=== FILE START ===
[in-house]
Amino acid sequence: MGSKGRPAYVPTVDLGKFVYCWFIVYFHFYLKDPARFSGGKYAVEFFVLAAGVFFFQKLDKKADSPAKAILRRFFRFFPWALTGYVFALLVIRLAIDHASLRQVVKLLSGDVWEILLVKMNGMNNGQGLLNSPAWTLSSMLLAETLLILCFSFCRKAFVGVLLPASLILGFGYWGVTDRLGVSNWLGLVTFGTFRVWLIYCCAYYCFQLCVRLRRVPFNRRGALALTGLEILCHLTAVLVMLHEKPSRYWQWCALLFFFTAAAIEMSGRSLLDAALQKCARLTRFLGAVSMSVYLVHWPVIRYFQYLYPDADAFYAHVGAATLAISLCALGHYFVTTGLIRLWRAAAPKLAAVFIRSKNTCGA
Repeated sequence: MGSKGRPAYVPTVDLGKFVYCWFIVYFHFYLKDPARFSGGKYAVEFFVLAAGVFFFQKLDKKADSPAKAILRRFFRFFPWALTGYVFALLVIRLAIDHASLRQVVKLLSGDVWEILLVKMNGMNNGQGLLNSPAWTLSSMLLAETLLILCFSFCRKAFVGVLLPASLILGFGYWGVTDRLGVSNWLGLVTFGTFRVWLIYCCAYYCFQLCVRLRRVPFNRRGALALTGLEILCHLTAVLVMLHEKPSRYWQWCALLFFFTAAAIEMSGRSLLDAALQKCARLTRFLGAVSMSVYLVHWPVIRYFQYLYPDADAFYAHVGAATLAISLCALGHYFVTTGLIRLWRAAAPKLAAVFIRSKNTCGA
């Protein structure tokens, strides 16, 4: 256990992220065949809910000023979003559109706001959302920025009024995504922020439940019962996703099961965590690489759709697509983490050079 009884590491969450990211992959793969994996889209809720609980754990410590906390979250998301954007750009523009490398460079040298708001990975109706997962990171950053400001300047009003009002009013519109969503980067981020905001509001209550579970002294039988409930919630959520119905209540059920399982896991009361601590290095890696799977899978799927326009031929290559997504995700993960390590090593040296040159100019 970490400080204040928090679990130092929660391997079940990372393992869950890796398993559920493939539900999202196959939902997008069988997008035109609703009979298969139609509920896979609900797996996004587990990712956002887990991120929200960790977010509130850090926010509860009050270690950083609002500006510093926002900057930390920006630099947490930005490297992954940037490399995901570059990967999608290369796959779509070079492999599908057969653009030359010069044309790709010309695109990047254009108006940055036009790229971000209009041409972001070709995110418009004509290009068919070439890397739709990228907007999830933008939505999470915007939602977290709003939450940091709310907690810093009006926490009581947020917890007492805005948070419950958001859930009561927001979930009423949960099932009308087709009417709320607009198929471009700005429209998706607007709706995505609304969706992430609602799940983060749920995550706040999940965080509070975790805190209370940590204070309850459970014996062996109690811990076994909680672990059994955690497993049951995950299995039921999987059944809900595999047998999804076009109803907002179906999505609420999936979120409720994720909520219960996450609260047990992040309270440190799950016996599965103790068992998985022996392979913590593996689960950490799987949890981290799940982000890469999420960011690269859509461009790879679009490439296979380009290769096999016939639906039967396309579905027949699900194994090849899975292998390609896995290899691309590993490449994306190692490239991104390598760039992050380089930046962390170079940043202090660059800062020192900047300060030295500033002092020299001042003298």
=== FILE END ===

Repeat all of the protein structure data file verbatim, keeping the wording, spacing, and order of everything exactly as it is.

[in-house]
Amino acid sequence: MGSKGRPAYVPTVDLGKFVYCWFIVYFHFYLKDPARFSGGKYAVEFFVLAAGVFFFQKLDKKADSPAKAILRRFFRFFPWALTGYVFALLVIRLAIDHASLRQVVKLLSGDVWEILLVKMNGMNNGQGLLNSPAWTLSSMLLAETLLILCFSFCRKAFVGVLLPASLILGFGYWGVTDRLGVSNWLGLVTFGTFRVWLIYCCAYYCFQLCVRLRRVPFNRRGALALTGLEILCHLTAVLVMLHEKPSRYWQWCALLFFFTAAAIEMSGRSLLDAALQKCARLTRFLGAVSMSVYLVHWPVIRYFQYLYPDADAFYAHVGAATLAISLCALGHYFVTTGLIRLWRAAAPKLAAVFIRSKNTCGA
Repeated sequence: MGSKGRPAYVPTVDLGKFVYCWFIVYFHFYLKDPARFSGGKYAVEFFVLAAGVFFFQKLDKKADSPAKAILRRFFRFFPWALTGYVFALLVIRLAIDHASLRQVVKLLSGDVWEILLVKMNGMNNGQGLLNSPAWTLSSMLLAETLLILCFSFCRKAFVGVLLPASLILGFGYWGVTDRLGVSNWLGLVTFGTFRVWLIYCCAYYCFQLCVRLRRVPFNRRGALALTGLEILCHLTAVLVMLHEKPSRYWQWCALLFFFTAAAIEMSGRSLLDAALQKCARLTRFLGAVSMSVYLVHWPVIRYFQYLYPDADAFYAHVGAATLAISLCALGHYFVTTGLIRLWRAAAPKLAAVFIRSKNTCGA
């Protein structure tokens, strides 16, 4: 256990992220065949809910000023979003559109706001959302920025009024995504922020439940019962996703099961965590690489759709697509983490050079 009884590491969450990211992959793969994996889209809720609980754990410590906390979250998301954007750009523009490398460079040298708001990975109706997962990171950053400001300047009003009002009013519109969503980067981020905001509001209550579970002294039988409930919630959520119905209540059920399982896991009361601590290095890696799977899978799927326009031929290559997504995700993960390590090593040296040159100019 970490400080204040928090679990130092929660391997079940990372393992869950890796398993559920493939539900999202196959939902997008069988997008035109609703009979298969139609509920896979609900797996996004587990990712956002887990991120929200960790977010509130850090926010509860009050270690950083609002500006510093926002900057930390920006630099947490930005490297992954940037490399995901570059990967999608290369796959779509070079492999599908057969653009030359010069044309790709010309695109990047254009108006940055036009790229971000209009041409972001070709995110418009004509290009068919070439890397739709990228907007999830933008939505999470915007939602977290709003939450940091709310907690810093009006926490009581947020917890007492805005948070419950958001859930009561927001979930009423949960099932009308087709009417709320607009198929471009700005429209998706607007709706995505609304969706992430609602799940983060749920995550706040999940965080509070975790805190209370940590204070309850459970014996062996109690811990076994909680672990059994955690497993049951995950299995039921999987059944809900595999047998999804076009109803907002179906999505609420999936979120409720994720909520219960996450609260047990992040309270440190799950016996599965103790068992998985022996392979913590593996689960950490799987949890981290799940982000890469999420960011690269859509461009790879679009490439296979380009290769096999016939639906039967396309579905027949699900194994090849899975292998390609896995290899691309590993490449994306190692490239991104390598760039992050380089930046962390170079940043202090660059800062020192900047300060030295500033002092020299001042003298």